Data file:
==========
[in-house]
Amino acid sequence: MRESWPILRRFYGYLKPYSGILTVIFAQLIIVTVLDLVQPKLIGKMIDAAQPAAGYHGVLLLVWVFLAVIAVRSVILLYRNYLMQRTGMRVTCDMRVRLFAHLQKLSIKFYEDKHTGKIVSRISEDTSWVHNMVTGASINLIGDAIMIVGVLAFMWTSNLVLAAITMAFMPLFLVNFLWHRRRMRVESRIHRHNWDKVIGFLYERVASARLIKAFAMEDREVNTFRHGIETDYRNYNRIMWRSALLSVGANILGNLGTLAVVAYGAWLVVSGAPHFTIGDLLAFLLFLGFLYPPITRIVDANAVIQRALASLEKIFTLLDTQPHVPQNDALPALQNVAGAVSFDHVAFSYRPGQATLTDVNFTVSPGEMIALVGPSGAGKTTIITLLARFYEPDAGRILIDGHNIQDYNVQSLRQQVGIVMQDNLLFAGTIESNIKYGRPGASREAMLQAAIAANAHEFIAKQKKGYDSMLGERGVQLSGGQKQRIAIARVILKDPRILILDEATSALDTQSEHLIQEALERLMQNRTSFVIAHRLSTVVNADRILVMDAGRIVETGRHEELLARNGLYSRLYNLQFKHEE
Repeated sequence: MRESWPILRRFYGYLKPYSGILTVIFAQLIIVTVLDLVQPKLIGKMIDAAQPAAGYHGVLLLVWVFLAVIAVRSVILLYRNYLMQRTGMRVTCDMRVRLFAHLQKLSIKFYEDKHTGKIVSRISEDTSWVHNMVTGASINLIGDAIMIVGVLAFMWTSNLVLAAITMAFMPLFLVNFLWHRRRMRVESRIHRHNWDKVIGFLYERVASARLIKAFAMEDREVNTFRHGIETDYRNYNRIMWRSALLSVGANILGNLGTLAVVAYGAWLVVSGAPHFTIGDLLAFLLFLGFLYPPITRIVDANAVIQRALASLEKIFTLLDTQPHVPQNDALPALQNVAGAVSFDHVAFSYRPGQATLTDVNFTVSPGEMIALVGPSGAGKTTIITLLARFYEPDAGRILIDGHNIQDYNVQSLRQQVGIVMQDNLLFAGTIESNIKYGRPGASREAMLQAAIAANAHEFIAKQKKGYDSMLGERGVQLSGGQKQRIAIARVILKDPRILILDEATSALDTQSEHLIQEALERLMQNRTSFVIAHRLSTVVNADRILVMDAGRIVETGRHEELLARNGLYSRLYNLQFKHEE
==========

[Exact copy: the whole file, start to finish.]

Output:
[in-house]
Amino acid sequence: MRESWPILRRFYGYLKPYSGILTVIFAQLIIVTVLDLVQPKLIGKMIDAAQPAAGYHGVLLLVWVFLAVIAVRSVILLYRNYLMQRTGMRVTCDMRVRLFAHLQKLSIKFYEDKHTGKIVSRISEDTSWVHNMVTGASINLIGDAIMIVGVLAFMWTSNLVLAAITMAFMPLFLVNFLWHRRRMRVESRIHRHNWDKVIGFLYERVASARLIKAFAMEDREVNTFRHGIETDYRNYNRIMWRSALLSVGANILGNLGTLAVVAYGAWLVVSGAPHFTIGDLLAFLLFLGFLYPPITRIVDANAVIQRALASLEKIFTLLDTQPHVPQNDALPALQNVAGAVSFDHVAFSYRPGQATLTDVNFTVSPGEMIALVGPSGAGKTTIITLLARFYEPDAGRILIDGHNIQDYNVQSLRQQVGIVMQDNLLFAGTIESNIKYGRPGASREAMLQAAIAANAHEFIAKQKKGYDSMLGERGVQLSGGQKQRIAIARVILKDPRILILDEATSALDTQSEHLIQEALERLMQNRTSFVIAHRLSTVVNADRILVMDAGRIVETGRHEELLARNGLYSRLYNLQFKHEE
Repeated sequence: MRESWPILRRFYGYLKPYSGILTVIFAQLIIVTVLDLVQPKLIGKMIDAAQPAAGYHGVLLLVWVFLAVIAVRSVILLYRNYLMQRTGMRVTCDMRVRLFAHLQKLSIKFYEDKHTGKIVSRISEDTSWVHNMVTGASINLIGDAIMIVGVLAFMWTSNLVLAAITMAFMPLFLVNFLWHRRRMRVESRIHRHNWDKVIGFLYERVASARLIKAFAMEDREVNTFRHGIETDYRNYNRIMWRSALLSVGANILGNLGTLAVVAYGAWLVVSGAPHFTIGDLLAFLLFLGFLYPPITRIVDANAVIQRALASLEKIFTLLDTQPHVPQNDALPALQNVAGAVSFDHVAFSYRPGQATLTDVNFTVSPGEMIALVGPSGAGKTTIITLLARFYEPDAGRILIDGHNIQDYNVQSLRQQVGIVMQDNLLFAGTIESNIKYGRPGASREAMLQAAIAANAHEFIAKQKKGYDSMLGERGVQLSGGQKQRIAIARVILKDPRILILDEATSALDTQSEHLIQEALERLMQNRTSFVIAHRLSTVVNADRILVMDAGRIVETGRHEELLARNGLYSRLYNLQFKHEE